Some Straight Talk on Digital Health Sensors in Health Care

“We’ve come to a point in time where you can take the rich functionality of microelectronics and put it in new forms, fits and functions.”

Gregory Raupp, Professor of chemical engineering and research director of the WearTech Applied Research Center
Image credit: The Medical Futurist Institute

Health monitoring devices are taking center stage as the most practical use case for consumer wearable technology. What started years ago as stand-alone home health monitoring devices like heart-rate monitors, pedometers, and glucose monitors morphed into wearable fitness trackers. Then came smartwatches, which quickly started cannibalizing health functions. Fast forward a few more years, and there are now full-fledged wearable dedicated intelligent health devices. And it’s almost sure the technology and use cases will expand further in the coming years. Here are some current projections on the wearables market:

  • 1.3 million lives saved by wearables by 2020 — Swiss firm Soreon Research
  • $200 billion saved — Estimated global health cost savings from wearable tech over the next 25 years — Deloitte
  • 50% reduction in hospital visits — Projected reduction in hospitalizations through use of home monitoring devices of chronic diseases — California Telehealth Resource Center
  • $56.8 billion market value market projection for wearable tech by 2025 — MarketsandMarkets

A few years ago, wearable tech was rarely seen outside a lab or a clinic, where doctors used the devices to gather critical patient data or help with recovery. Today, wearable technology can come as a watch, a ring, a pair of contact lenses: a patch, or even a tattoo. The most familiar wearable technology in healthcare by far, for now, are fitness sensors and smartwatches. Chronic diseases like Chronic Obstructive Pulmonary Disease (COPD), Diabetes, Hypertension, Dementia, and various behavioral conditions mean that the relevance of wearable technology in healthcare is bound to grow.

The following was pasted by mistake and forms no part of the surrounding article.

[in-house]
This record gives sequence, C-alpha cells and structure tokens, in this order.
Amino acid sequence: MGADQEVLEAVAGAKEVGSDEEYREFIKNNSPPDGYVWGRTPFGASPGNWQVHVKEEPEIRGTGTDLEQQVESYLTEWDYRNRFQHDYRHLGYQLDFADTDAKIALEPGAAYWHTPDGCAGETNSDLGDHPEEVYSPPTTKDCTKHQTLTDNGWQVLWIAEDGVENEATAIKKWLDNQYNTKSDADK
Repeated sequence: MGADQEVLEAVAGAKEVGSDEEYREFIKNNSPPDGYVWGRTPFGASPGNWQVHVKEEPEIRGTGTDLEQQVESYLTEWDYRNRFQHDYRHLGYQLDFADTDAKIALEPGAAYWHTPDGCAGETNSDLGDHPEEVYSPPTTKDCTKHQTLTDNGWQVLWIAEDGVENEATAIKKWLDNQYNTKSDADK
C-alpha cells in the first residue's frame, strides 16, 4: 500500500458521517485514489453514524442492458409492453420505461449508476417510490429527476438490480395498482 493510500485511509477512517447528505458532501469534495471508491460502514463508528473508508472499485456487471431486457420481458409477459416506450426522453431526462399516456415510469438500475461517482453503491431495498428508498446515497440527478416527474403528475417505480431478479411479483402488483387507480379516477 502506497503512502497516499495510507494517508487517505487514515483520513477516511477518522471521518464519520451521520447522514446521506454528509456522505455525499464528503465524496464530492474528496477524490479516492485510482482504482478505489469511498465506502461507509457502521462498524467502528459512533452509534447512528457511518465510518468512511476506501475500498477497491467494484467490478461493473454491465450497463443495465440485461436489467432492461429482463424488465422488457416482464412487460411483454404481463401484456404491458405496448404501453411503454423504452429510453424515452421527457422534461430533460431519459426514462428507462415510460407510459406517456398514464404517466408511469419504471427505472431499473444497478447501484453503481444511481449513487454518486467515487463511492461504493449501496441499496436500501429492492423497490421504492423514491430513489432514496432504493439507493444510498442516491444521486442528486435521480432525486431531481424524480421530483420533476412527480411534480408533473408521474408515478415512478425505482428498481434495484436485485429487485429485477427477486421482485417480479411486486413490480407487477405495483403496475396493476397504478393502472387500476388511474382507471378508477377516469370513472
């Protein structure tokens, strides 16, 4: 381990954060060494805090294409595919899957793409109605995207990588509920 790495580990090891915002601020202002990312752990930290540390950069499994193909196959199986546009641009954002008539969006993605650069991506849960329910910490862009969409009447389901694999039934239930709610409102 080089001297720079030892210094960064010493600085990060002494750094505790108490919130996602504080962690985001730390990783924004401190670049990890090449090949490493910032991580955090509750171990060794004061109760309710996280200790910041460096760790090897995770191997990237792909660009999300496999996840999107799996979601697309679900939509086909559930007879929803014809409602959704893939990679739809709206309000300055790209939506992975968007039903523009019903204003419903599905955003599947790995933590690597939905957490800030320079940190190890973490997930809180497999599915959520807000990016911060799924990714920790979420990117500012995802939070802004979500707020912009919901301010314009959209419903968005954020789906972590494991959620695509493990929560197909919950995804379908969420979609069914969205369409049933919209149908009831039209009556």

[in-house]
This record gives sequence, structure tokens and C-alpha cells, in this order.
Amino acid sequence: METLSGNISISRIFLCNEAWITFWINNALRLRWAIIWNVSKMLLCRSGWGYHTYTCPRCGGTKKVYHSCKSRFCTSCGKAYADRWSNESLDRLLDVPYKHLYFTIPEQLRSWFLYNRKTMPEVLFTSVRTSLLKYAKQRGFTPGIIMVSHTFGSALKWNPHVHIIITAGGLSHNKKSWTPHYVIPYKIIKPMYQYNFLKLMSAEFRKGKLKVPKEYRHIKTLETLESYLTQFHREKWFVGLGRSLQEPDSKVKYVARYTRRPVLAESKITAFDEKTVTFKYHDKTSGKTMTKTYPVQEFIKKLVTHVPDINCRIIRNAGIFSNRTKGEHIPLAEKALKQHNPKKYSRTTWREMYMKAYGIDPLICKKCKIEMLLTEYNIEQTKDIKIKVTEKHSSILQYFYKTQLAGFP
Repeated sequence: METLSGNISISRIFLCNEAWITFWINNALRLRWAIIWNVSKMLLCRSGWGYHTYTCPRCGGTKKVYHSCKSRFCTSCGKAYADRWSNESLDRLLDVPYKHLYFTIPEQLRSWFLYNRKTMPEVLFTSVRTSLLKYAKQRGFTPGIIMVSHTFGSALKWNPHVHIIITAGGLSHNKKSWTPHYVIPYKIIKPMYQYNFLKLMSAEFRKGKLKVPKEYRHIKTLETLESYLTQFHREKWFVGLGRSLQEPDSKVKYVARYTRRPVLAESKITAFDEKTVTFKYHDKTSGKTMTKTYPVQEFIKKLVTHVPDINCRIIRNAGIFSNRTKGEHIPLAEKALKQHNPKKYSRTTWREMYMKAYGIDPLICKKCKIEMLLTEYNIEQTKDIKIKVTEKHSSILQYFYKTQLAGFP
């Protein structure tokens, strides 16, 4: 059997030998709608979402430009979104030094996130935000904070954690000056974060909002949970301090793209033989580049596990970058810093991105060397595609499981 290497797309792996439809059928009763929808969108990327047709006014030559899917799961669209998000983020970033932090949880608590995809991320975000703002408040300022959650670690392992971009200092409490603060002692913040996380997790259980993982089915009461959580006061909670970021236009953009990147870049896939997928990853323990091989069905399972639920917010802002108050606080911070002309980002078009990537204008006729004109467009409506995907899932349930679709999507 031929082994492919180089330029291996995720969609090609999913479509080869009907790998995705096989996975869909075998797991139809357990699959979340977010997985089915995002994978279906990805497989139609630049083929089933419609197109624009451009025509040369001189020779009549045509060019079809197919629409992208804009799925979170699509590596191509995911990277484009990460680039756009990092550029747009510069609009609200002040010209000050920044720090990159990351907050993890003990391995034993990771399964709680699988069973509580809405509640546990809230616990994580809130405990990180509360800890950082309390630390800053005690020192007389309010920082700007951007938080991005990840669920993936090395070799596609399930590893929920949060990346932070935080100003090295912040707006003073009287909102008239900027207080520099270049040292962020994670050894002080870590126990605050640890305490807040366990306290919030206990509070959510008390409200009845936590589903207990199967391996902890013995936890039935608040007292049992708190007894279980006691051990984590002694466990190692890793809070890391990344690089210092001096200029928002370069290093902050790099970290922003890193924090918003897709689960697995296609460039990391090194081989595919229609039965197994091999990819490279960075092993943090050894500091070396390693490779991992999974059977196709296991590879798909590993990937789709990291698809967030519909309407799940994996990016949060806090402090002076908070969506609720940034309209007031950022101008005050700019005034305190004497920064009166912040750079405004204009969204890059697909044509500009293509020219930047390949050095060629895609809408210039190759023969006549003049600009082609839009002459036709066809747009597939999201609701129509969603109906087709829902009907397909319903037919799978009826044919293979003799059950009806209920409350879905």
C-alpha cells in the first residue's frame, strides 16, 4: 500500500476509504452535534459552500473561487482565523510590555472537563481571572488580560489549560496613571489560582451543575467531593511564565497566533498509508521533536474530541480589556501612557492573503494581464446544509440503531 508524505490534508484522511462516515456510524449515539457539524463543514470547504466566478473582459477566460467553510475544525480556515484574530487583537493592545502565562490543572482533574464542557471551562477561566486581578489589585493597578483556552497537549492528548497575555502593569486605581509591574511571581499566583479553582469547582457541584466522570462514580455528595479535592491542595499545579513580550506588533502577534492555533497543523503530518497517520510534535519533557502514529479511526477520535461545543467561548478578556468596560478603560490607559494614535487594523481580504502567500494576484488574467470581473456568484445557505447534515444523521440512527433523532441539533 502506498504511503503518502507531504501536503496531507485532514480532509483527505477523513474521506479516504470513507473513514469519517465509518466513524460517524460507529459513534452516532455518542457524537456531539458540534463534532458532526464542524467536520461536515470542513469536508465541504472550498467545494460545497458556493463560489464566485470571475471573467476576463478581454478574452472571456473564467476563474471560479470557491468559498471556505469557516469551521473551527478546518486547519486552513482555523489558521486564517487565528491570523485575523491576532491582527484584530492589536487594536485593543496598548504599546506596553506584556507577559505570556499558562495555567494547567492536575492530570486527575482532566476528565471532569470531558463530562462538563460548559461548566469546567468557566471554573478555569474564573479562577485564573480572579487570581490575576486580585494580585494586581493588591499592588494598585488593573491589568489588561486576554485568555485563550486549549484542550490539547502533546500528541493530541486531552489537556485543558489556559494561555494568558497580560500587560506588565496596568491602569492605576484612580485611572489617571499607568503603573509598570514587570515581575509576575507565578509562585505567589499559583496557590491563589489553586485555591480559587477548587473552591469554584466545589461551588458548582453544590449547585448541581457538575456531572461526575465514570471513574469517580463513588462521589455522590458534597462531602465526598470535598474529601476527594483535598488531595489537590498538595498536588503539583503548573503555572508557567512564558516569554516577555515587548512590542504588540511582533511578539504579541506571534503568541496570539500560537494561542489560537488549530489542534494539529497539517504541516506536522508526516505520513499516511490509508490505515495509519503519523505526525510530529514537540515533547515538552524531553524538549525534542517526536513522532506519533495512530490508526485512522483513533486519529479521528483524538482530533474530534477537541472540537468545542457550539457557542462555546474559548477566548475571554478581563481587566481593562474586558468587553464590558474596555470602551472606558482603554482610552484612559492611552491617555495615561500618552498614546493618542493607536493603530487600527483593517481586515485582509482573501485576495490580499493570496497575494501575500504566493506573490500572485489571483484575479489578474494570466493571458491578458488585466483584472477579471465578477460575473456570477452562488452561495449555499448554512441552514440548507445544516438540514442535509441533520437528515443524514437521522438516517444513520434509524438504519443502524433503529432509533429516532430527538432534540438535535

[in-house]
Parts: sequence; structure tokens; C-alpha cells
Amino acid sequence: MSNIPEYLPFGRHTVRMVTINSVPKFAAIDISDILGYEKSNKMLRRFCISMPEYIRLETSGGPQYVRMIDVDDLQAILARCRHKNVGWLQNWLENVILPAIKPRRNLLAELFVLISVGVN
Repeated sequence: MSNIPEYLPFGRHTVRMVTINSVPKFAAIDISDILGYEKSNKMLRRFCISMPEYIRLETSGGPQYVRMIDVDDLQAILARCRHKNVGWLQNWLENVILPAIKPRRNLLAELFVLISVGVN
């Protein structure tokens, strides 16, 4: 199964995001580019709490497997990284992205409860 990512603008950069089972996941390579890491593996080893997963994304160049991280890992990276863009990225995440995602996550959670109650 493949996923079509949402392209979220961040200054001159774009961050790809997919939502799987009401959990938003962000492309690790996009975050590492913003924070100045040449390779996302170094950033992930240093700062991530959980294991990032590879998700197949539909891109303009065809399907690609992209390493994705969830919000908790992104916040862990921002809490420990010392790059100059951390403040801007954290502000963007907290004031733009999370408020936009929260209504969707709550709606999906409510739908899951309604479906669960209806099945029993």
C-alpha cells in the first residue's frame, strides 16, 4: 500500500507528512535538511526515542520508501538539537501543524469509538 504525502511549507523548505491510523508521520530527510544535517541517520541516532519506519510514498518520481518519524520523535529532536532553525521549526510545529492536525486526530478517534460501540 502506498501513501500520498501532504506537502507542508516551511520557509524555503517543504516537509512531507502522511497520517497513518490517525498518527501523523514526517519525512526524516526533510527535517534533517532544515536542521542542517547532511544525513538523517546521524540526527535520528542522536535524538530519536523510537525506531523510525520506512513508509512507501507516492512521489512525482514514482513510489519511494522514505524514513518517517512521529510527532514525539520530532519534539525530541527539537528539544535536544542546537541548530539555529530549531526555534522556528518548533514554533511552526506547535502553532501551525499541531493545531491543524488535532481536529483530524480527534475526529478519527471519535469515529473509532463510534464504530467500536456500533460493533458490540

Wearable technology is helping people stay healthy in many ways. One of its foremost uses is in the prevention, detection, and management of chronic diseases. Depending on the disease condition, wearable healthcare technology could be vital for prevention, treatment, or control. Some conditions currently benefiting from wearable technology are:

  • Diabetes – Diabetes is the seventh leading cause of death in the United States and accounts for over $327 billion in direct and indirect costs.
  • Hypertension – In the US, almost half of adults have the condition.
  • Psychological issues – Over 50 million Americans are living with psychiatric conditions. Wearable health technology can assist with screening, monitoring, and diagnosing psychiatric disorders.
  • Heart disease – Wearables can monitor for conditions like AFib and other heart rhythm issues.

What are the Benefits of Healthcare Wearables? – An exhaustive listing of the potential benefits of wearable technologies is beyond the scope of a blog post. (The image at the top of this post is an excellent listing of currently available wearable technologies compiled by Dr. Bertalan Mesko and his team at The Medical Futurist Institute.) But some of the benefits include:

  • Protect an aging population – Recent studies have focused on developing wearable devices and associated algorithms to collect and analyze gait (manner of walking) data for fall prevention.
  • Tracking fitness – Fitness trackers have evolved into a global staple for athletes, sportspeople, and anyone interested in getting and staying fit. The personalized data they collect help doctors monitor activity levels and provide customized care. The development of biosensors has accelerated the adoption of this technology by expanding the form factors that can incorporate the technology. Biosensors are now incorporated into wearable technology, such as shirts, eyewear, wristbands, rings, patches, and even tattoos.
  • Blood Pressure & ECG – Electrocardiogram (ECG/EKG) monitors are the latest addition to wearable vital sign monitoring technology devices. ECG monitoring help people monitor their heart health and can help people detect strokes before they occur. The FDA has cleared medical-grade sensors like the Kardia mobile for several heart conditions. They even have developed a six-lead ECG version that provides a more complete picture of a patient’s ECG than their single-lead version.
  • Women’s Health issues – Several wearables are designed to help you figure out when you ovulate and when your next period is likely. Monitoring menstrual cycles may also be helpful if you have certain health conditions. If, for example, you have menstrual migraine, they might help you make predictions about your attacks.